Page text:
3 States Saw Large Increase in Overdose Deaths, Which Topped 100K in U.S. Over Last Year

An estimated 100,000 people died of drug overdoses in the U.S. over the past year, with three states seeing estimated death tolls increased more than 50 percent.

The estimate comes from death certificate data from the Centers for Disease Control and Prevention based on 98,000 reports between May 2020 and April 2021, the Associated Press reported.

The data also showed dramatic increases in the death toll of overdoses, the largest in Kentucky with a 55 percent rise, West Virginia with a 62 percent rise and Vermont with a 70 percent rise. Only four states did not see any increase — Delaware, New Hampshire, New Jersey and South Dakota.

Experts attributed this increase to the COVID-19 pandemic not allowing people struggling with addiction to seek out treatment.

They also said a large factor was the growing presence of fentanyl in the illicit drug supply. Fentanyl is a highly lethal opioid that some drug dealers mix with other drugs. According to the AP report, fentanyl surpassed heroin five years ago as the drug involved with the most overdose deaths.

Drug overdoses are now more frequent than deaths from car crashes, guns, flu and pneumonia.

Katherine Keyes, a Columbia University expert on drug abuse issues, told the AP the number is "devastating."

"It's a magnitude of overdose death that we haven't seen in this country," Keyes said.

For more reporting from the Associated Press, see below.

drug overdose, drug awareness
CDC data shows an estimated 100,300 people have died from drug overdoses over the past year, showing an increase from previous years. Above, family members of people who have died from overdosing on opioids mark International Overdose Awareness Day on August 21 in Binghamton, New York. Photo by Andrew Lichtenstein/Corbis via Getty Images

President Joe Biden called it "a tragic milestone" in a statement, as administration officials pressed Congress to devote billions of dollars more to address the problem.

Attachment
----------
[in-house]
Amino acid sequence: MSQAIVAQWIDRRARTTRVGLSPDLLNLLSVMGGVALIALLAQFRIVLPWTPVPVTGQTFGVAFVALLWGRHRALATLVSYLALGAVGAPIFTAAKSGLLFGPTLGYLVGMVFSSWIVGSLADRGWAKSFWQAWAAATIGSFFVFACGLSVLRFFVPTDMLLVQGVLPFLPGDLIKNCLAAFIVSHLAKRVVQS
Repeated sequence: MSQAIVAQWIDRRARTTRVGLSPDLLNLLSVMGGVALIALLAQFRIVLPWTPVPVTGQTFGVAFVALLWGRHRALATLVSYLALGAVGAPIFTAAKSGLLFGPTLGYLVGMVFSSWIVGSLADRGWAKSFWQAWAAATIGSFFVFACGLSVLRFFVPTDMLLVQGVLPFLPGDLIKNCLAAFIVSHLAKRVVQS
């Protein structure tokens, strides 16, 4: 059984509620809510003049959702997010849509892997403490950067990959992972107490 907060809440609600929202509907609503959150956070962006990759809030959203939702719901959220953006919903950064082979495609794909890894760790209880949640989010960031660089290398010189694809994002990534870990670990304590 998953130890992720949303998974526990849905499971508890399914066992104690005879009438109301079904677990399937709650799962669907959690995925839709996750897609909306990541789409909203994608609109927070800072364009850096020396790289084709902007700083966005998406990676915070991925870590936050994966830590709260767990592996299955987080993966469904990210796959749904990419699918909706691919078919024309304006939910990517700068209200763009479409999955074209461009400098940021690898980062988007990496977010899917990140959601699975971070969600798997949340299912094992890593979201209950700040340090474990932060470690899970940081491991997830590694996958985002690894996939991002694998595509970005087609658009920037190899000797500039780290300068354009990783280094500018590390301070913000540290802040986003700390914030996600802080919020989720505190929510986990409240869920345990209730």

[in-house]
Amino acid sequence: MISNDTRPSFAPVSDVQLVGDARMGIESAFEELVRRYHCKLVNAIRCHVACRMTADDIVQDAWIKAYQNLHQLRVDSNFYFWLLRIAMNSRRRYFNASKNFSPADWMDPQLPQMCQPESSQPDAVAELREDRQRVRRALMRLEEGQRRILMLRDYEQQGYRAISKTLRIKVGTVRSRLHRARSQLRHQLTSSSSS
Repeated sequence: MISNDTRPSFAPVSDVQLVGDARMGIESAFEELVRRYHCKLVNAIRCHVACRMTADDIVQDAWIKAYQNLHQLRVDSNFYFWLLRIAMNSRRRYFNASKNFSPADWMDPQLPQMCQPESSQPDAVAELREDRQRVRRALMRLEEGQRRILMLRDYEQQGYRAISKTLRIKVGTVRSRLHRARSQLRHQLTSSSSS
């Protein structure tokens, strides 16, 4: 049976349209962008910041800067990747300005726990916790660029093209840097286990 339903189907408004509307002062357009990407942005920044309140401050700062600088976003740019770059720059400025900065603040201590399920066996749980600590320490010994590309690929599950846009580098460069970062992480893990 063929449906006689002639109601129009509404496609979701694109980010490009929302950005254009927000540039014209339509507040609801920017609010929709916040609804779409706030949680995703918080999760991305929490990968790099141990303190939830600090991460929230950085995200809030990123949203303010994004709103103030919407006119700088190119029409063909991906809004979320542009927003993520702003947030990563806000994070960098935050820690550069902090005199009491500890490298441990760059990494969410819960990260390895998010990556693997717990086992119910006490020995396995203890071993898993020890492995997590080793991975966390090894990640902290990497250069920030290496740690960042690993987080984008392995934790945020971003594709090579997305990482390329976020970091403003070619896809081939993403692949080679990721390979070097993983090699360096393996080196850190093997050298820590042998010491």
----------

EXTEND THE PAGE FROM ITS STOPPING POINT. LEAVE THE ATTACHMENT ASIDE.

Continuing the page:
"This is unacceptable and it requires an unprecedented response," said Dr. Rahul Gupta, director of National Drug Control Policy.

The CDC previously reported there were about 93,000 overdose deaths in 2020, the highest number recorded in a calendar year. Robert Anderson, the CDC's chief of mortality statistics, said the 2021 tally is likely to surpass 100,000.

"2021 is going to be terrible," agreed Dr. Daniel Ciccarone, a drug policy expert at the University of California, San Francisco.

Minnesota saw an increase in overdose deaths of about 39 percent, with estimated deaths rising to 1,188 in May 2020 through April 2021 from 858 in the previous 12-month period.

The area around the city of Mankato has seen its count of overdose deaths rise from two in 2019, to six last year to 16 so far this year, said police Lt. Jeff Wersal, who leads a regional drug task force.

"I honestly don't see it getting better, not soon," he said.

Among the year's victims was Travis Gustavson, who died in February at the age of 21 in Mankato. His blood was found to show signs of fentanyl, heroin, marijuana and the sedative Xanax, Wersal said.

Gustavson was close to his mother, two brothers and the rest of his family, said his grandmother, Nancy Sack.

He was known for his easy smile, she said. "He could be crying when he was a little guy, but if someone smiled at him, he immediately stopped crying and smiled back," she recalled.

Gustavson first tried drugs as kid and had been to drug treatment as a teenager, Sack said. He struggled with anxiety and depression, but mainly used marijuana and different kinds of pills, she said.

The morning of the day he died, Travis had a tooth pulled, but he wasn't prescribed strong painkillers because of his drug history, Sack said. He told his mother he would just stay home and ride out the pain with ibuprofen. He was expecting a visit from his girlfriend that night to watch a movie, she said.

But Gustavson contacted Max Leo Miller, also 21, who provided him a bag containing heroin and fentanyl, according to police.

Some details of what happened are in dispute, but all accounts suggest Gustavson was new to heroin and fentanyl.

Police say Gustavson and Miller exchanged messages on social media. At one point, Gustavson sent a photo of a line of a white substance on a brown table and asked if he was taking the right amount and then wrote "Or bigger?"

According to a police report, Miller responded: "Smaller bro" and "Be careful plz!"

Minnesota, family, drug overdose
Photo provided by Nancy Sack. Sack's grandson, Travis Gustavson, died at age 21 in Mankato after overdosing on what he thought was heroin but was actually laced with fentanyl. Above, from left, Kim Gustavson, Matthew Gustavson, Isaac Gustavson, Travis Gustavson, and Carter Lange. Minnesota's drug overdose rate rose 39 percent over the past year. Katie Tettam/Nancy Sack via AP

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